Discuss a comedy film of your choice that isn’t on our syllabus. Your film may be from any period, and the director, writer, or actors may also have worked on one of our class films. Argue why you think your chosen film is a comedy, and whether it fits under any of the subgenres of film comedy that have been presented in the reading and in lecture, including gag comedy, narrative comedy, romantic comedy, screwball comedy, political satire, anarchic comedy, “Dionysian” comedy, gross-out comedy, and farce. (We’ll have at least mentioned all thee sub-genres by the end of class on May 5.) As we’ve seen, comic films often combine characteristics of two or more of these sub-genres. You should discuss the most visible sub-genre elements you find in your film, although you don’t have to discuss five or six elements. Support your argument by discussing examples from your film (at least one short example for each sub-genre) and by comparing your film to films we’ve discussed in class.
The films we’ve discussed in class are:
There’s Something About Mary
It Happened One Night
Some Like it Hot
The Gold Rush
—If you use secondary sources, include a bibliography of every source you looked at, not just the sources from which you may be quoting. If you cite from a source, include the author, title, and page number(s) in parenthesis right after the quote, and full publication data in the bibliography. Or you may use another documentation style with which you’re familiar. “Cite from our reader like this” (R10).
1. Could the first paragraph be dropped or is it necessary to the paper? (Avoid hype and wild generalizations.)
2. Is there a clearly stated thesis or question set up in the first paragraph? A paper should have one controlling focus, to which everything contributes. What expectations does the opening of the paper set up for the reader?
3. Does the rest of the paper fulfill those expectations set up at the beginning? (e.g. does it demonstrate the thesis, or answer the question?) Or does it seem to start in one direction and end up in another? (Hey! I thought this bus was going to Los Angeles, but we’re in Chula Vista!)
4. Are statements within the paper clear and supported with evidence from the text? Are there confusing phrases where you are not sure what the paper-writer meant? (This is much easier to catch in someone else’s writing than in your own. Get a friend to read your paper and tell you where you are unclear.)
5. What are the most important or interesting points? Are they presented persuasively? Could they be strengthened in some specific way? Can you think of counter-evidence or other objections to the point being made, evidence or objections which the paper needs to address as part of its strategy of persuasion? (Tip: avoid assertions that include “every,” “all,” “none,” “never,”or “always.” Your reader will immediately think up one exception, which is all that is needed to undermine your claim.)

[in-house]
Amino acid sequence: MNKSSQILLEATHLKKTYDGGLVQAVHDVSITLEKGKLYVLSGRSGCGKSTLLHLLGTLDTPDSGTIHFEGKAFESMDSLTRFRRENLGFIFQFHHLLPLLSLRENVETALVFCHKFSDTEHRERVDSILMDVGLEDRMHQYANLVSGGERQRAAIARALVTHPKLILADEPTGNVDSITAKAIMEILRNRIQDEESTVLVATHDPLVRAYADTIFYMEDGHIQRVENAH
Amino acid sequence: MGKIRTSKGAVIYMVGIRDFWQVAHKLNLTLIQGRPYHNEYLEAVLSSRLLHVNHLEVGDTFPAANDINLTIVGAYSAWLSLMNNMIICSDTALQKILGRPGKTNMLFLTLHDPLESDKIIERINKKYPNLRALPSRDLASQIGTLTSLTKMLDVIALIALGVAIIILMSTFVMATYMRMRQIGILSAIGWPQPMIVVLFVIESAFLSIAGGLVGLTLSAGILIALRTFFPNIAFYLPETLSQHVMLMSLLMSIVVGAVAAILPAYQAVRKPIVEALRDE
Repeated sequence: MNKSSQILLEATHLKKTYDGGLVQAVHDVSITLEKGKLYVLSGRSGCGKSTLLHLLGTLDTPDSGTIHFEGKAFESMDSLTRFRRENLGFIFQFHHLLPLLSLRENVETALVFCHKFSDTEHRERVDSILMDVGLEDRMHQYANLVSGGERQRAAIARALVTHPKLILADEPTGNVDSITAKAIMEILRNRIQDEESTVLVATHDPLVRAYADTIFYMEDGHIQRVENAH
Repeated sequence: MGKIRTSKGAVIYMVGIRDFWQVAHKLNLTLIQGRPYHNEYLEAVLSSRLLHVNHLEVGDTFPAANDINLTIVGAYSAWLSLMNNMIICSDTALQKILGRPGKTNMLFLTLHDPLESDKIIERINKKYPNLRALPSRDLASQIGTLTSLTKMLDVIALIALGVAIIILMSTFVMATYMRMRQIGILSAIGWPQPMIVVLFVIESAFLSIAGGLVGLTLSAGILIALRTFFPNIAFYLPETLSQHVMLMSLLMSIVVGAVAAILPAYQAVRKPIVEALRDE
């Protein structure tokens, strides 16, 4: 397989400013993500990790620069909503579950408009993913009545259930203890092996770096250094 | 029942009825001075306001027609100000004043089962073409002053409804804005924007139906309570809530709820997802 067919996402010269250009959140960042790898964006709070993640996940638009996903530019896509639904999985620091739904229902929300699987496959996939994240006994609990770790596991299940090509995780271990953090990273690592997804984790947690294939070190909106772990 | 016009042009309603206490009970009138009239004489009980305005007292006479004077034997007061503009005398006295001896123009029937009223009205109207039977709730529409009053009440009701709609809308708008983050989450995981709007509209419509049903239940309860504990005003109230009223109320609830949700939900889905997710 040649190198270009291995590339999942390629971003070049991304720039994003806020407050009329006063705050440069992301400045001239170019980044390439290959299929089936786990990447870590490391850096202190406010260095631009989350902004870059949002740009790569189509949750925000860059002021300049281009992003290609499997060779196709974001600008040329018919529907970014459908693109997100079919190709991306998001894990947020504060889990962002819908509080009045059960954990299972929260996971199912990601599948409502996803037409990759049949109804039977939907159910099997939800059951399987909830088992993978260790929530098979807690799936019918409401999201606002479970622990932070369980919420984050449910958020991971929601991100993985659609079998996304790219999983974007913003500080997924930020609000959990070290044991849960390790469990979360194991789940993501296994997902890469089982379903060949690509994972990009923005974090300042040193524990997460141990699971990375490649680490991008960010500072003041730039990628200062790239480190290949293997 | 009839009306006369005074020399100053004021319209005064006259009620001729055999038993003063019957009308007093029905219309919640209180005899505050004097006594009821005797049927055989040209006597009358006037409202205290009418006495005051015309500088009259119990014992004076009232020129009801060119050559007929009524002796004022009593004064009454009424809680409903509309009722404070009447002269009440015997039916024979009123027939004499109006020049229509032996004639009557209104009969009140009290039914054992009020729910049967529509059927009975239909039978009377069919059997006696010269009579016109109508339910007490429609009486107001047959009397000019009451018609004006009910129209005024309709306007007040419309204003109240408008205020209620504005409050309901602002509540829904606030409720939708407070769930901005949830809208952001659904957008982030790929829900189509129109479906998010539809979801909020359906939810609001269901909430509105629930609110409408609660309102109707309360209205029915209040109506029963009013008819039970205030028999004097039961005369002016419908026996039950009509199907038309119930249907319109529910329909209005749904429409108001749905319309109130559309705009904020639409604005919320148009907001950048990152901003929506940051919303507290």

6. If you include quotations or a bit of plot summary, do you use this material to make a point? Do you comment on it? Or is it just filling up space? (Avoid too much plot summary; you can assume we’ve read the play.) Just as arguments need supporting evidence, so evidence needs to be made part of an argument.
7. Does the paper wander off from its stated topic into irrelevant material?
8. Does each paragraph have a clear focus, or does it include material that does not belong there? Could that material go better in another place, or should it be cut?
9. Is there a logical order or reasonable flow to the series of points made in the paper? (Could you make an outline of this paper?) Or does it jump disconnectedly from one topic to another, piling up a random bunch of ideas, to the reader’s confusion?
10. Does the conclusion fit the paper? A conclusion should sum up but without repeating what you said at the beginning. Answer:”So what?” What have you shown, or what insight have you gained, or what does this help us understand? Again: avoid hype and wild generalizations, but do broaden out to address the significance or implications of what you have said.
11. Spelling, word usage, grammar, punctuation. Check the meanings of a word you are not sure about; wrong usage gives readers the wrong message. If you use another book or essay or website, make sure you cite your sources and use the correct forms. (Check any writing manual for footnote forms.) Proofread and correct careless errors.
12. Write as one normal person addressing another; avoid extra fancy or pedantic writing, as well as writing that is too slangy or “cute.” Also avoid a correct but awkward or dull style: e.g. repetition of a phrase or idea, or lots of sentences in a row with identical structure. It helps to read your paper aloud. If you can’t get through the sentence without a pause, there should probably be a comma where you took a breath. If something sounds clumsy or dull, make it sound better. Even silent readers are affected by what they “hear” mentally.